May 8 (Bloomberg) -- Philippine bonds pared gains after the government accepted higher borrowing costs for 10-year debt at an auction today. The peso strengthened.
The government sold securities due 2021 at an average yield of 5.42 percent, compared with 5.16 percent in March. Bangko Sentral ng Pilipinas is unlikely to change its monetary-policy stance soon, Governor Amando Tetangco said yesterday. The central bank held its benchmark rate at a record-low 4 percent in April after two cuts earlier this year.
“There were expectations the government would not accept higher bids,” said Jan Briace Santos, a fixed-income trader who helps manage the equivalent of $16 billion at BPI Asset Management Inc. in Manila. “It caught some traders off-guard and yields started rising.”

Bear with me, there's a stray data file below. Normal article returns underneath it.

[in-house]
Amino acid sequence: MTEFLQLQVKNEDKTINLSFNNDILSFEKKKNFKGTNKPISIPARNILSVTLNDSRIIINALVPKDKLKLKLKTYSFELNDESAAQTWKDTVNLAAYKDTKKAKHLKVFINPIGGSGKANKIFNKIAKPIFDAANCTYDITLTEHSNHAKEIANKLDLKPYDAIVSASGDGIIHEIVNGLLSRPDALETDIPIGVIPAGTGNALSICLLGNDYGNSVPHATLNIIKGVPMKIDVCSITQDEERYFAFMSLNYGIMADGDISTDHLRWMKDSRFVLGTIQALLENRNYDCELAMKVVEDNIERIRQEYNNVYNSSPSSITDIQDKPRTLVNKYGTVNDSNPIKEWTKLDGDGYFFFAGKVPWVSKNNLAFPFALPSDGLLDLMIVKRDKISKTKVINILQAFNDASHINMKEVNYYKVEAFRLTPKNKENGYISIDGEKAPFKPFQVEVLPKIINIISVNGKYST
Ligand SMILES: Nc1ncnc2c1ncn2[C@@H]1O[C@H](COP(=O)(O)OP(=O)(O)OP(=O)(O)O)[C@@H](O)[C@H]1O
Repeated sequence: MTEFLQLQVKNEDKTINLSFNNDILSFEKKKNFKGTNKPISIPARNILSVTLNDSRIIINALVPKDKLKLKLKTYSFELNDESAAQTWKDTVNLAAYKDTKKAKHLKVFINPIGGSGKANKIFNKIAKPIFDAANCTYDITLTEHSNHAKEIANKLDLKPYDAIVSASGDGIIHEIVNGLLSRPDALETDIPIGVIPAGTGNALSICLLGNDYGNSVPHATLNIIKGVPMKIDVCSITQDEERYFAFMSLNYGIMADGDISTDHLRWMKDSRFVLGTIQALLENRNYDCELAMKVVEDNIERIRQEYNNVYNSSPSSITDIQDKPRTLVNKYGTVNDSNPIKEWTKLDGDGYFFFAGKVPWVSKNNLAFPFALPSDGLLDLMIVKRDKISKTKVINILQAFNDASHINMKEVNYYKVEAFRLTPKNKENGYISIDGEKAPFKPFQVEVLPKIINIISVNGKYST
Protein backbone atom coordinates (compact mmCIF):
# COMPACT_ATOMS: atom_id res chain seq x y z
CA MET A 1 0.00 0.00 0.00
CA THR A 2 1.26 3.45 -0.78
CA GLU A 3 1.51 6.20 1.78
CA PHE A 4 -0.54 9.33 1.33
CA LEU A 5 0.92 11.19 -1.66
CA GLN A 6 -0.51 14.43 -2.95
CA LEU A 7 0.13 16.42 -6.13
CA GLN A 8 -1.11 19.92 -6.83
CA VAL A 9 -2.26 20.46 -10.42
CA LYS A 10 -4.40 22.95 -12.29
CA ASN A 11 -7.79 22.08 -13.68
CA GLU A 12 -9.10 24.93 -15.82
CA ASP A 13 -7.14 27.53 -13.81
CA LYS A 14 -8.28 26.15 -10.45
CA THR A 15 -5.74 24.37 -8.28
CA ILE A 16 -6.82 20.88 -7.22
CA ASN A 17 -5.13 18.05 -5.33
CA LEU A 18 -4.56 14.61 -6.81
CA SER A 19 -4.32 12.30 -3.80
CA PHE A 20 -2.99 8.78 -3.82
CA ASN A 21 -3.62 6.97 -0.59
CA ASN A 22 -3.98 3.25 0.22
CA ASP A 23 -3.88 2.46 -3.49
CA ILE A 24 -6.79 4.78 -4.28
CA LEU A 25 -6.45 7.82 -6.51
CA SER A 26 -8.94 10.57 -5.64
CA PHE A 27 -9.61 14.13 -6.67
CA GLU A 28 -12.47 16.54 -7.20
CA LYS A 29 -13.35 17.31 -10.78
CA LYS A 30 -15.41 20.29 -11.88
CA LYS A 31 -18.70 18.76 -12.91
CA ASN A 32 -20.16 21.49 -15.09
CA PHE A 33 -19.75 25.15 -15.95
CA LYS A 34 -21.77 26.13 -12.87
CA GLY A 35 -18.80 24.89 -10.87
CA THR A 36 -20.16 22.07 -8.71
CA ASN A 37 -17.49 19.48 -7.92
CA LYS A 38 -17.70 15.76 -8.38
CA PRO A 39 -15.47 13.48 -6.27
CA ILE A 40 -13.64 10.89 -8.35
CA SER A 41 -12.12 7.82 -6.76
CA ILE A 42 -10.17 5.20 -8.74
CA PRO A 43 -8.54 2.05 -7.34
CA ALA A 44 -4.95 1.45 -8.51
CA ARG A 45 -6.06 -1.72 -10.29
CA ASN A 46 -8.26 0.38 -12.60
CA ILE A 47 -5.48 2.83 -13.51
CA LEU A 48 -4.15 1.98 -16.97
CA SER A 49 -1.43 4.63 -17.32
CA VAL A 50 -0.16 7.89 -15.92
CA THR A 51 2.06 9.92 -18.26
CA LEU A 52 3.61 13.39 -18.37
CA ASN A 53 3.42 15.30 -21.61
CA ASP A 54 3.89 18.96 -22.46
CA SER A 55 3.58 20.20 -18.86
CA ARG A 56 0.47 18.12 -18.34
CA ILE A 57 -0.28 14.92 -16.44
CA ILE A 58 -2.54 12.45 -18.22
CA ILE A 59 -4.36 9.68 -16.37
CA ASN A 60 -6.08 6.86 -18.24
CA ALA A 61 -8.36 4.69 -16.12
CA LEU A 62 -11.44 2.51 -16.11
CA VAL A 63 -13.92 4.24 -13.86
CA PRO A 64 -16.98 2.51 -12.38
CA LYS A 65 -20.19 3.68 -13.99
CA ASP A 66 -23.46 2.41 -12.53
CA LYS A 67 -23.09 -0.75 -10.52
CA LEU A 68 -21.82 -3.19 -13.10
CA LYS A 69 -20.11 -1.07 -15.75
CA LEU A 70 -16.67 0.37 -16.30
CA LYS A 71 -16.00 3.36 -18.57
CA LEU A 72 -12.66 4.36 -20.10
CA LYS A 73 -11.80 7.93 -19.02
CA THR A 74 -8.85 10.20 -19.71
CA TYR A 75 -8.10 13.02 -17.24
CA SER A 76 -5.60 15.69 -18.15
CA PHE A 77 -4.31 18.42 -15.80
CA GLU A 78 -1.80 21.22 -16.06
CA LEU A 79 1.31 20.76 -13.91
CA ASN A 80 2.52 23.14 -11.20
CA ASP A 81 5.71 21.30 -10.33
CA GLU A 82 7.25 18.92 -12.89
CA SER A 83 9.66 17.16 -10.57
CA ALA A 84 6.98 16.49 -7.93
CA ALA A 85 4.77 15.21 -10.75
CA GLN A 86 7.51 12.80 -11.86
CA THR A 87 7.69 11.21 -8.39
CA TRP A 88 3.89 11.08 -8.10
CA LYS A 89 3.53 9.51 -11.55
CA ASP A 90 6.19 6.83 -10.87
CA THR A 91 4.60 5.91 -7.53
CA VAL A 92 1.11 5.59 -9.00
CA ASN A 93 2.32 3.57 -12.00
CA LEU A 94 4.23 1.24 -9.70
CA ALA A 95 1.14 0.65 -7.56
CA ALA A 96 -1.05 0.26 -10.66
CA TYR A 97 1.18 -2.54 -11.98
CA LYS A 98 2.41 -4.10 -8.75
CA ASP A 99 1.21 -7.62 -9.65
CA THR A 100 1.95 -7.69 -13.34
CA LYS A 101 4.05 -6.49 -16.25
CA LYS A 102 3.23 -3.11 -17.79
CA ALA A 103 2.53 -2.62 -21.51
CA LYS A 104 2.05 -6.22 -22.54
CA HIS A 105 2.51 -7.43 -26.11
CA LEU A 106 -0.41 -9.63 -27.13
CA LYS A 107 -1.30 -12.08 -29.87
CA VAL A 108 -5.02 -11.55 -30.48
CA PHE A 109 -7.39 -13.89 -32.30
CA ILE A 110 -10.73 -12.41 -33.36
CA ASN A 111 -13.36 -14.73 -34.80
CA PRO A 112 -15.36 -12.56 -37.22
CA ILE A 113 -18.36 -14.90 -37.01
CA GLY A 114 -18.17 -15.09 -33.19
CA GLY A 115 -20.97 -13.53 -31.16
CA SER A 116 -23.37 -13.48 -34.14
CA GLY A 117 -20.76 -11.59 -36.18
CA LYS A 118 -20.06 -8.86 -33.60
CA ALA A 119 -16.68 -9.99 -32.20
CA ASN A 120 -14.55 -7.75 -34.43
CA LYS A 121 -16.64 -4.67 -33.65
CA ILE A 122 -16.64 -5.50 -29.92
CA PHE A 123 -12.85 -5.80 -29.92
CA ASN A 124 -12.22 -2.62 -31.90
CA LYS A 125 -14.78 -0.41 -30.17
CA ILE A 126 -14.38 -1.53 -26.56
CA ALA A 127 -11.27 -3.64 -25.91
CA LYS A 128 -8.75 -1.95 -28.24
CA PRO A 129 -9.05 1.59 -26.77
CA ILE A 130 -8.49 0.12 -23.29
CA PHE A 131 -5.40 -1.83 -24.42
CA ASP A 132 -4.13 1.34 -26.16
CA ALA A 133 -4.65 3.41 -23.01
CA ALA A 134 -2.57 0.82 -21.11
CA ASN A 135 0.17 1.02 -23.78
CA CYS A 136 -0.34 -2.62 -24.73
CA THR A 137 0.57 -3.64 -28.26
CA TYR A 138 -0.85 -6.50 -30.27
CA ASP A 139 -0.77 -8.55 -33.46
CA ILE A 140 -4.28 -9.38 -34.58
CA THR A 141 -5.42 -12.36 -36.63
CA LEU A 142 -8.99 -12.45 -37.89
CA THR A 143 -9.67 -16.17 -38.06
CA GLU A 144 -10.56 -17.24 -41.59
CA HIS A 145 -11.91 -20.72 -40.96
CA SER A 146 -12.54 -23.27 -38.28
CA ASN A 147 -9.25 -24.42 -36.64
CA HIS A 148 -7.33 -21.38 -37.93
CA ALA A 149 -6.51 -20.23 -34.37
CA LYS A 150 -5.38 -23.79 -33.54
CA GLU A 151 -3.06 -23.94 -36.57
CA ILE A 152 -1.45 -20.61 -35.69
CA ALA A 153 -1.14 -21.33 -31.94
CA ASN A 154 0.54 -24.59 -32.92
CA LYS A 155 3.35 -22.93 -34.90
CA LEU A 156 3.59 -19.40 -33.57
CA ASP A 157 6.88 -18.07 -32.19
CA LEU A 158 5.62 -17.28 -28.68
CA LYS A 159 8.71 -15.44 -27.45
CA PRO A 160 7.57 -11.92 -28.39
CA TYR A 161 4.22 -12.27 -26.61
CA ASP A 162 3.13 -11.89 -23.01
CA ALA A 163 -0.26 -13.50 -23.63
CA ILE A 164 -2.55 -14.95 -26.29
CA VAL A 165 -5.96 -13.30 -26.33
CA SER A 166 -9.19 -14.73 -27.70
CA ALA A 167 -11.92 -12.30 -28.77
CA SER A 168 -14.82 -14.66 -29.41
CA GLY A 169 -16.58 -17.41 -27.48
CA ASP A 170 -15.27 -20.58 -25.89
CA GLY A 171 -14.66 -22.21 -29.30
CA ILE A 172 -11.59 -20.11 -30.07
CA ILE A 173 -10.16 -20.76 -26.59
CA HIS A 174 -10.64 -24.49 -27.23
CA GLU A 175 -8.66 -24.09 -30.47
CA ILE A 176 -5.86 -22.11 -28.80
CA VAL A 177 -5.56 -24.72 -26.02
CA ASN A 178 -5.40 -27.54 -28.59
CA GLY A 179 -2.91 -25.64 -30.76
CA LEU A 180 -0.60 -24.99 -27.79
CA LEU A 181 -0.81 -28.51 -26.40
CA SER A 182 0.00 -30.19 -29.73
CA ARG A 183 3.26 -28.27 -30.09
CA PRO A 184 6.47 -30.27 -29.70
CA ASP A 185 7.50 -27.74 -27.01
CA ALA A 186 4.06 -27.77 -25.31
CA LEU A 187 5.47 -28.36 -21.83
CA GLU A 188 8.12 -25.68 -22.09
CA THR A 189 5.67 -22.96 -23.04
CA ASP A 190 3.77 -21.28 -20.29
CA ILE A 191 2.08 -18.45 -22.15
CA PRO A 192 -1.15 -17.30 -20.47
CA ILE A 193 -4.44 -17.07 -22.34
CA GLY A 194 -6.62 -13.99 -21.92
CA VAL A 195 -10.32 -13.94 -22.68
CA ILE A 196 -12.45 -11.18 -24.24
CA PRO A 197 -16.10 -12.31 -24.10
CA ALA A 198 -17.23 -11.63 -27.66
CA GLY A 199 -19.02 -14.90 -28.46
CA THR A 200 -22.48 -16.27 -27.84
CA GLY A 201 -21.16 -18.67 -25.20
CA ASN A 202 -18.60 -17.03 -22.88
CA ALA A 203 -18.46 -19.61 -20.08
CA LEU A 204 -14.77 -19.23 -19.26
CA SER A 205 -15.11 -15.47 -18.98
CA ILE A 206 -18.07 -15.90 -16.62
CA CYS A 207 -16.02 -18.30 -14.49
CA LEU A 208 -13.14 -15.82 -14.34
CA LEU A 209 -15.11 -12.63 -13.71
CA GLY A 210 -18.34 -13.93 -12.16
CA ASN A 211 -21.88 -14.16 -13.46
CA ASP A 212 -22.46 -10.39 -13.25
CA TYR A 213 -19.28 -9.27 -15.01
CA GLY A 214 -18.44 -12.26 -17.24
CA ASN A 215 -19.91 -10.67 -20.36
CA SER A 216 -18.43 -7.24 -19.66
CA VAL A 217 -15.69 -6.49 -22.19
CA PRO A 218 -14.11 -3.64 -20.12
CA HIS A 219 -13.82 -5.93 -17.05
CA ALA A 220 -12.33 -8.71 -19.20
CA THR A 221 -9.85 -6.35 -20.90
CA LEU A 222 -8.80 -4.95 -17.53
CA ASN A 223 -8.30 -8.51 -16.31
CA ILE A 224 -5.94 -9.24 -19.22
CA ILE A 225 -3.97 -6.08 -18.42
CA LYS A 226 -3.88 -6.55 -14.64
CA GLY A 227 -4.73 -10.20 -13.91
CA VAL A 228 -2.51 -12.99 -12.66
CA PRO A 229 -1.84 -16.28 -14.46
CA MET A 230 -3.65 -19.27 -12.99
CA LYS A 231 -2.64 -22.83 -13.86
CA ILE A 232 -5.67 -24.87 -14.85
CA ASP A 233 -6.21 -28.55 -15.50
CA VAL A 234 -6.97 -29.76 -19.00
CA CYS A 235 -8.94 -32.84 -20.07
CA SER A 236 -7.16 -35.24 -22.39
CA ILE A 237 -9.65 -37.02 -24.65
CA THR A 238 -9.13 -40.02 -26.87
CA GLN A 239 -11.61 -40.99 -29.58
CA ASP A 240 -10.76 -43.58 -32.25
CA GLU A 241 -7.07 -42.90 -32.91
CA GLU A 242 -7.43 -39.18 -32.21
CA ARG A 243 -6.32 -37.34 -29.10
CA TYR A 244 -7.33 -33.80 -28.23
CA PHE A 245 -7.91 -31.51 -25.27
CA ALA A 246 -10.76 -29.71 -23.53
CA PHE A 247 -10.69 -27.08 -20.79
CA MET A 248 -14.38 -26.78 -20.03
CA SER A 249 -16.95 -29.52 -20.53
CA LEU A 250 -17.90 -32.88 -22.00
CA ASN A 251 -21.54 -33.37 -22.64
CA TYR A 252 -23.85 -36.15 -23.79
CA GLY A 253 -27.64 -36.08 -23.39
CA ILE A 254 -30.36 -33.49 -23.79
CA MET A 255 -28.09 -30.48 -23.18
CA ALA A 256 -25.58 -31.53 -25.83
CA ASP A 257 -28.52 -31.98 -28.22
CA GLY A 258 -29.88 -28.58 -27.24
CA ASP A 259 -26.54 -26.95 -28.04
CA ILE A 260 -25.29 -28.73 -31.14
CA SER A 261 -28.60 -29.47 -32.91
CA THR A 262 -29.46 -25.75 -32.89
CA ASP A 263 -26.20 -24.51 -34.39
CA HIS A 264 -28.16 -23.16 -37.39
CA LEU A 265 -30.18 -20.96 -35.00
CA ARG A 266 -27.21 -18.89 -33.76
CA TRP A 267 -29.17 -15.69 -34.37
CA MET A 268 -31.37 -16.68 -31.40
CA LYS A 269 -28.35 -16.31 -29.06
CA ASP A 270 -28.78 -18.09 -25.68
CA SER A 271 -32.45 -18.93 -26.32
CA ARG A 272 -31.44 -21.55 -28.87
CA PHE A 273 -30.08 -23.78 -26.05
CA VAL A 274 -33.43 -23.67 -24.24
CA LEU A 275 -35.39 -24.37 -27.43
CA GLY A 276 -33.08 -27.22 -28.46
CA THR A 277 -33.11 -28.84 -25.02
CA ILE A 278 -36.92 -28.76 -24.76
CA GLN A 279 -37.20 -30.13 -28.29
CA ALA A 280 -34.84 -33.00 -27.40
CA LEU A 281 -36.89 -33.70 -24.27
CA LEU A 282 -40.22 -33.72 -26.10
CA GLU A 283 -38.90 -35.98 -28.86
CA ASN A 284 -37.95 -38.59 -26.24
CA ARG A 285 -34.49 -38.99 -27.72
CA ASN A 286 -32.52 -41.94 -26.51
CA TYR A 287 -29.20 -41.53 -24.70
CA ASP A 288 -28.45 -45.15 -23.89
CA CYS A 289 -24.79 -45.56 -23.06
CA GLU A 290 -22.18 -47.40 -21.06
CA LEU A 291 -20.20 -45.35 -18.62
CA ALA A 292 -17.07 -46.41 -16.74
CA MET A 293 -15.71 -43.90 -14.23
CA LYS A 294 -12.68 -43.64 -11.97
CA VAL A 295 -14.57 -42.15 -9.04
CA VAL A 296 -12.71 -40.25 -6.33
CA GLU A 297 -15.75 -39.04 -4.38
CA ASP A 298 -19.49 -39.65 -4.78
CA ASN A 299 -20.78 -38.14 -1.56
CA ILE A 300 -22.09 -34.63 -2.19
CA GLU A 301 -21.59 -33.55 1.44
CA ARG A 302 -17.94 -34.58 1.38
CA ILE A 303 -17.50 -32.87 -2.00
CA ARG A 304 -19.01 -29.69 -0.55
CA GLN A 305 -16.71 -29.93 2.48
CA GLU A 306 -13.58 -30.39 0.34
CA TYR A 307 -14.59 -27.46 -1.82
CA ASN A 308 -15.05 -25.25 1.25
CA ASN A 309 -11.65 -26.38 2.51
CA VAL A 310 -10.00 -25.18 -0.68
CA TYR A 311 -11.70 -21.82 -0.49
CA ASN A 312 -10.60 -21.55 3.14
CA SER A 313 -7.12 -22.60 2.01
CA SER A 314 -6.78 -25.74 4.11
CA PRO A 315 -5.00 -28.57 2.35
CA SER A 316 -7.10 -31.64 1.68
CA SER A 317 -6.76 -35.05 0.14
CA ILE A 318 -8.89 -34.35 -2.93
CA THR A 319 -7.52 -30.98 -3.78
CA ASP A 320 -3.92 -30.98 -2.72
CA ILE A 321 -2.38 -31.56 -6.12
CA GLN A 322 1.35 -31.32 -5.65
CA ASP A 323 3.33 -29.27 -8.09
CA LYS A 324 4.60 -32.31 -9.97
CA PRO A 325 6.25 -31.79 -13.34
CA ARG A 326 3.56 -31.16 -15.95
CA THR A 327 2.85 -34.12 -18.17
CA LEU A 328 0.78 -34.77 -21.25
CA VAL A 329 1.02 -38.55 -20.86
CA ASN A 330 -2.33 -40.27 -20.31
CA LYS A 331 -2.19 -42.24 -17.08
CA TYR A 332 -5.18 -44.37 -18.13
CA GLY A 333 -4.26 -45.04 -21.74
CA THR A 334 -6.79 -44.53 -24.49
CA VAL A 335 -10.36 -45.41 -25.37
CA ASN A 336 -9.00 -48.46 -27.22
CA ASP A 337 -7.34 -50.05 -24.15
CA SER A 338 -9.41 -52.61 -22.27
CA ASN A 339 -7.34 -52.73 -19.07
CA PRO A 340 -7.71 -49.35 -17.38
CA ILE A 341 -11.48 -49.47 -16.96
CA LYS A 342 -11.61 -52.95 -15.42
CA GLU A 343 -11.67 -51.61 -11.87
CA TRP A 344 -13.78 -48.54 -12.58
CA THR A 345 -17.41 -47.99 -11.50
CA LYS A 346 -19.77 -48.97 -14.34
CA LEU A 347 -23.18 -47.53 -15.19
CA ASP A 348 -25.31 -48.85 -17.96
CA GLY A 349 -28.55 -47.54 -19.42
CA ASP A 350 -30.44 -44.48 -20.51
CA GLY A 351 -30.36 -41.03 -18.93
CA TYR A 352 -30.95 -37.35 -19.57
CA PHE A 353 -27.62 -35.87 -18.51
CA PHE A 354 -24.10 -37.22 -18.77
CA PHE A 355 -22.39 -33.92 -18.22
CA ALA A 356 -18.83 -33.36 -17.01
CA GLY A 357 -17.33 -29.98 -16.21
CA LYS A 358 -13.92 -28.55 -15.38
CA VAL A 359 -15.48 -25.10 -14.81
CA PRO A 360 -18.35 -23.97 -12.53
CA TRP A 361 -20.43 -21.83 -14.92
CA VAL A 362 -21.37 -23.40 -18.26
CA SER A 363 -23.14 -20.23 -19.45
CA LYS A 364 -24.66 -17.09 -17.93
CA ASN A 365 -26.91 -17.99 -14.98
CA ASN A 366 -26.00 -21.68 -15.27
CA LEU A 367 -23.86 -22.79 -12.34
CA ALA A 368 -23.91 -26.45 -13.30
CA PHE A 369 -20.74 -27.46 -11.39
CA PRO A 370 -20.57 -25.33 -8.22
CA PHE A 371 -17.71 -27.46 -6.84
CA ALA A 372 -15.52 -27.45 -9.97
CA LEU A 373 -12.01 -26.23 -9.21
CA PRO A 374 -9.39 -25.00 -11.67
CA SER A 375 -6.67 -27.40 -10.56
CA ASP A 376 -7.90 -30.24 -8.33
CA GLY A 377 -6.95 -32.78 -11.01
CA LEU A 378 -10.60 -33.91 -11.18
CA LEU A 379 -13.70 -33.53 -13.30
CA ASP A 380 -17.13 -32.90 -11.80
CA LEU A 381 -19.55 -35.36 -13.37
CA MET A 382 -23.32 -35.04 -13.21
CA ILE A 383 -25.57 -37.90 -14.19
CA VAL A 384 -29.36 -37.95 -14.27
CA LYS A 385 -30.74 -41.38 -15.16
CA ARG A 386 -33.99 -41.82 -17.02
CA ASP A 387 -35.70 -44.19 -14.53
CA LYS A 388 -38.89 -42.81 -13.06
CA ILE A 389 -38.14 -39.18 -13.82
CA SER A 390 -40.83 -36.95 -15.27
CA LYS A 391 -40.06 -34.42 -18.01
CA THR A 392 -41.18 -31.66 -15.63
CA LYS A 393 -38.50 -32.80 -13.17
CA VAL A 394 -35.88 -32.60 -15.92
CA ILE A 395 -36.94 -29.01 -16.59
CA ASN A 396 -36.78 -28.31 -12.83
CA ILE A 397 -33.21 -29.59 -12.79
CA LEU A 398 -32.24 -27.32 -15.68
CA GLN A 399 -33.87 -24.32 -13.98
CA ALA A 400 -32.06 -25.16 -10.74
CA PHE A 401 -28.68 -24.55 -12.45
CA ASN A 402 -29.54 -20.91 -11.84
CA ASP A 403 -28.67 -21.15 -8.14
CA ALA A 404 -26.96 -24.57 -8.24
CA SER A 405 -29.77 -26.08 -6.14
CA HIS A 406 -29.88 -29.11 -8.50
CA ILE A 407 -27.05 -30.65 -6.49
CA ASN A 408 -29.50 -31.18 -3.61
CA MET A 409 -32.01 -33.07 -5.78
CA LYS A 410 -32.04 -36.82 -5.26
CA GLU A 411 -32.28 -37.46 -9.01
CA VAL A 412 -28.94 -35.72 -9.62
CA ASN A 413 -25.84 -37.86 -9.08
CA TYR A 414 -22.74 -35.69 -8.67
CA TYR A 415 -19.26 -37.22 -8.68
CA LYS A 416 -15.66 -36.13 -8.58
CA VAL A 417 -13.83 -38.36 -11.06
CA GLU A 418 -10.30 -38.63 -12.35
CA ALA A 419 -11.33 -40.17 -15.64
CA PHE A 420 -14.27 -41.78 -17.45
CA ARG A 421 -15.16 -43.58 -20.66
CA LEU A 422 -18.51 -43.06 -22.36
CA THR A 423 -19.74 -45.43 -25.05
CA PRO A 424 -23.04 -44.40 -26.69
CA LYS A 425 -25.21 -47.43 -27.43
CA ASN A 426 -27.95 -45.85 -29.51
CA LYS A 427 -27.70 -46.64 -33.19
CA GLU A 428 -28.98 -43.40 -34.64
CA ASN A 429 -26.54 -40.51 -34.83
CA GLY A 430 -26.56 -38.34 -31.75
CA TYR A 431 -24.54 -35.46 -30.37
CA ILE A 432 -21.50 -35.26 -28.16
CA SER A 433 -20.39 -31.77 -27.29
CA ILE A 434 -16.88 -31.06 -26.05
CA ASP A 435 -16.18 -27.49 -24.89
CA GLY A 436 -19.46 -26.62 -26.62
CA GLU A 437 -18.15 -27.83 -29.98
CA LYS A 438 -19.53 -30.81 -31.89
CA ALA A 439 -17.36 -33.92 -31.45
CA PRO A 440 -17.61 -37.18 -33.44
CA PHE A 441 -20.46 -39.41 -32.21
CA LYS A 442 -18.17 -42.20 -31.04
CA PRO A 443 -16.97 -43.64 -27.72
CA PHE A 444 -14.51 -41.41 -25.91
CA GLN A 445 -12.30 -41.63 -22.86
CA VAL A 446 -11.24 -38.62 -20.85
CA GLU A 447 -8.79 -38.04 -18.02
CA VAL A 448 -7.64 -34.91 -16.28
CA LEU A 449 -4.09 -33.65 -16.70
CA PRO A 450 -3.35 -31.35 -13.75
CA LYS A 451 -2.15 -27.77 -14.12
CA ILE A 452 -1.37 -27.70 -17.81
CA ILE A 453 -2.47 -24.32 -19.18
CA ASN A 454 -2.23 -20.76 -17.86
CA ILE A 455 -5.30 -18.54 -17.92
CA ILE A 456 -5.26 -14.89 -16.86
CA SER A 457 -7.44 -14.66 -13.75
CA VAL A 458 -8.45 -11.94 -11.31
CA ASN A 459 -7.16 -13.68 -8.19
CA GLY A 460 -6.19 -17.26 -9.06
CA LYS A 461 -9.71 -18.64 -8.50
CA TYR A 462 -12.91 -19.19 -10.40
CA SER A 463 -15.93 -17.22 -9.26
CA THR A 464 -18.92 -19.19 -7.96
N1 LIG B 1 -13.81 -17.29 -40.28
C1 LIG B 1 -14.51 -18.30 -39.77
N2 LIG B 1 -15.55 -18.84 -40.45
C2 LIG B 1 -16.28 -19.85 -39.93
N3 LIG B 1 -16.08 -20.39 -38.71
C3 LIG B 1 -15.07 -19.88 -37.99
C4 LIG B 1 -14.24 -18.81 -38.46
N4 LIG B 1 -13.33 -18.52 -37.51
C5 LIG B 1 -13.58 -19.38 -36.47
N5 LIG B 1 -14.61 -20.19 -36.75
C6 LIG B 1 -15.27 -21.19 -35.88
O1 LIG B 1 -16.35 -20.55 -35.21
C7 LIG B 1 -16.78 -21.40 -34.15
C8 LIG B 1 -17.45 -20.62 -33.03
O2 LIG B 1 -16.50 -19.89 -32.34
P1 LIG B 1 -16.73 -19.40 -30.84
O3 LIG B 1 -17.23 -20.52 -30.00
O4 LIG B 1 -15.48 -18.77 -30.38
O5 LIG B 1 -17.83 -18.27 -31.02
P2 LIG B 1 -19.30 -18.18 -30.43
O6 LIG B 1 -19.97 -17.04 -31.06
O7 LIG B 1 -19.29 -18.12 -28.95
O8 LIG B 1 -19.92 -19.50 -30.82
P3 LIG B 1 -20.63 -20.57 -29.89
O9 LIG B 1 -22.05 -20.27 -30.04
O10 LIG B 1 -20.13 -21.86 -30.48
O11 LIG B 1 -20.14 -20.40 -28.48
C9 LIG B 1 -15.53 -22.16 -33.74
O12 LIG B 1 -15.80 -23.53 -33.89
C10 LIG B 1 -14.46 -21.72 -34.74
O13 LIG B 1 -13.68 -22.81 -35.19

The yield on the 5.75 percent bonds due November 2021 fell seven basis points, or 0.07 percentage point, to 5.49 percent as of 4:00 p.m. in Manila, according to Tradition Financial Services. The rate dropped as much as 15 basis points earlier.
The peso climbed 0.2 percent to 42.272 per dollar, prices from Tullett Prebon Plc showed. One-month implied volatility, a measure of exchange-rate swings used to price options, was steady at 5 percent.
To contact the reporter on this story: Karl Lester M. Yap in Manila at firstname.lastname@example.org
To contact the editor responsible for this story: Sandy Hendry at email@example.com